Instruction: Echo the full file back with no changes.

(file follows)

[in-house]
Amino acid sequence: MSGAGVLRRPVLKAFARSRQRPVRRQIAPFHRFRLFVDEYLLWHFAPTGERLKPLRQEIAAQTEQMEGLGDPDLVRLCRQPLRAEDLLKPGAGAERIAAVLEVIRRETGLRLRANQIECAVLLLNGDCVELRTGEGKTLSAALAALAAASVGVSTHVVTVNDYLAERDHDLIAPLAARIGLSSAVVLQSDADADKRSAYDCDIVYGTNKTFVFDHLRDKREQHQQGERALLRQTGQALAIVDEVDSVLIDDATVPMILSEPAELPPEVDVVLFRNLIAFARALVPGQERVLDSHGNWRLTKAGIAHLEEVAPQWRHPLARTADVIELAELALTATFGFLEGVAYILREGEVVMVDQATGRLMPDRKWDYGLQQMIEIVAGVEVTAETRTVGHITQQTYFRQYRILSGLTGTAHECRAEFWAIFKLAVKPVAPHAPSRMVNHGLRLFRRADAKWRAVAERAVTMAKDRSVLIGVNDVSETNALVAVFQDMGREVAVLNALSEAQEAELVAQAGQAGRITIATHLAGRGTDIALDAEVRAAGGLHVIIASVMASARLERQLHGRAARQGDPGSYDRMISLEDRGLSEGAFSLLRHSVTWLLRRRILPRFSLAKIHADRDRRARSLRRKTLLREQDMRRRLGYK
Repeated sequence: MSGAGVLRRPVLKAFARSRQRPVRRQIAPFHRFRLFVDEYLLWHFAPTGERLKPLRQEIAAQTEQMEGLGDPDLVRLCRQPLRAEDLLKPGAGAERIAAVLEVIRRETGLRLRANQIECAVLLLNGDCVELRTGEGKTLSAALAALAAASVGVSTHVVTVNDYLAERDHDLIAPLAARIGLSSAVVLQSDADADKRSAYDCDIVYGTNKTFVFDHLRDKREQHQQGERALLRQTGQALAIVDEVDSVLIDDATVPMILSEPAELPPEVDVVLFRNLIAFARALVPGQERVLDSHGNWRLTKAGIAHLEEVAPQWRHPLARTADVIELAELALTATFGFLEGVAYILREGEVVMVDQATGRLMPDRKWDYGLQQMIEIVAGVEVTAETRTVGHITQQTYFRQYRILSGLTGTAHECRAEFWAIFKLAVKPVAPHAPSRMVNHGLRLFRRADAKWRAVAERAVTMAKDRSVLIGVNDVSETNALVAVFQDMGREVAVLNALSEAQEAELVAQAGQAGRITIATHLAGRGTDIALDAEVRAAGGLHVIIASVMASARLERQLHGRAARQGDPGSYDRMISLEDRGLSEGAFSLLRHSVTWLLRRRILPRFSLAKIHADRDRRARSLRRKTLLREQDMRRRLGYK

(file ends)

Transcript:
[in-house]
Amino acid sequence: MSGAGVLRRPVLKAFARSRQRPVRRQIAPFHRFRLFVDEYLLWHFAPTGERLKPLRQEIAAQTEQMEGLGDPDLVRLCRQPLRAEDLLKPGAGAERIAAVLEVIRRETGLRLRANQIECAVLLLNGDCVELRTGEGKTLSAALAALAAASVGVSTHVVTVNDYLAERDHDLIAPLAARIGLSSAVVLQSDADADKRSAYDCDIVYGTNKTFVFDHLRDKREQHQQGERALLRQTGQALAIVDEVDSVLIDDATVPMILSEPAELPPEVDVVLFRNLIAFARALVPGQERVLDSHGNWRLTKAGIAHLEEVAPQWRHPLARTADVIELAELALTATFGFLEGVAYILREGEVVMVDQATGRLMPDRKWDYGLQQMIEIVAGVEVTAETRTVGHITQQTYFRQYRILSGLTGTAHECRAEFWAIFKLAVKPVAPHAPSRMVNHGLRLFRRADAKWRAVAERAVTMAKDRSVLIGVNDVSETNALVAVFQDMGREVAVLNALSEAQEAELVAQAGQAGRITIATHLAGRGTDIALDAEVRAAGGLHVIIASVMASARLERQLHGRAARQGDPGSYDRMISLEDRGLSEGAFSLLRHSVTWLLRRRILPRFSLAKIHADRDRRARSLRRKTLLREQDMRRRLGYK
Repeated sequence: MSGAGVLRRPVLKAFARSRQRPVRRQIAPFHRFRLFVDEYLLWHFAPTGERLKPLRQEIAAQTEQMEGLGDPDLVRLCRQPLRAEDLLKPGAGAERIAAVLEVIRRETGLRLRANQIECAVLLLNGDCVELRTGEGKTLSAALAALAAASVGVSTHVVTVNDYLAERDHDLIAPLAARIGLSSAVVLQSDADADKRSAYDCDIVYGTNKTFVFDHLRDKREQHQQGERALLRQTGQALAIVDEVDSVLIDDATVPMILSEPAELPPEVDVVLFRNLIAFARALVPGQERVLDSHGNWRLTKAGIAHLEEVAPQWRHPLARTADVIELAELALTATFGFLEGVAYILREGEVVMVDQATGRLMPDRKWDYGLQQMIEIVAGVEVTAETRTVGHITQQTYFRQYRILSGLTGTAHECRAEFWAIFKLAVKPVAPHAPSRMVNHGLRLFRRADAKWRAVAERAVTMAKDRSVLIGVNDVSETNALVAVFQDMGREVAVLNALSEAQEAELVAQAGQAGRITIATHLAGRGTDIALDAEVRAAGGLHVIIASVMASARLERQLHGRAARQGDPGSYDRMISLEDRGLSEGAFSLLRHSVTWLLRRRILPRFSLAKIHADRDRRARSLRRKTLLREQDMRRRLGYK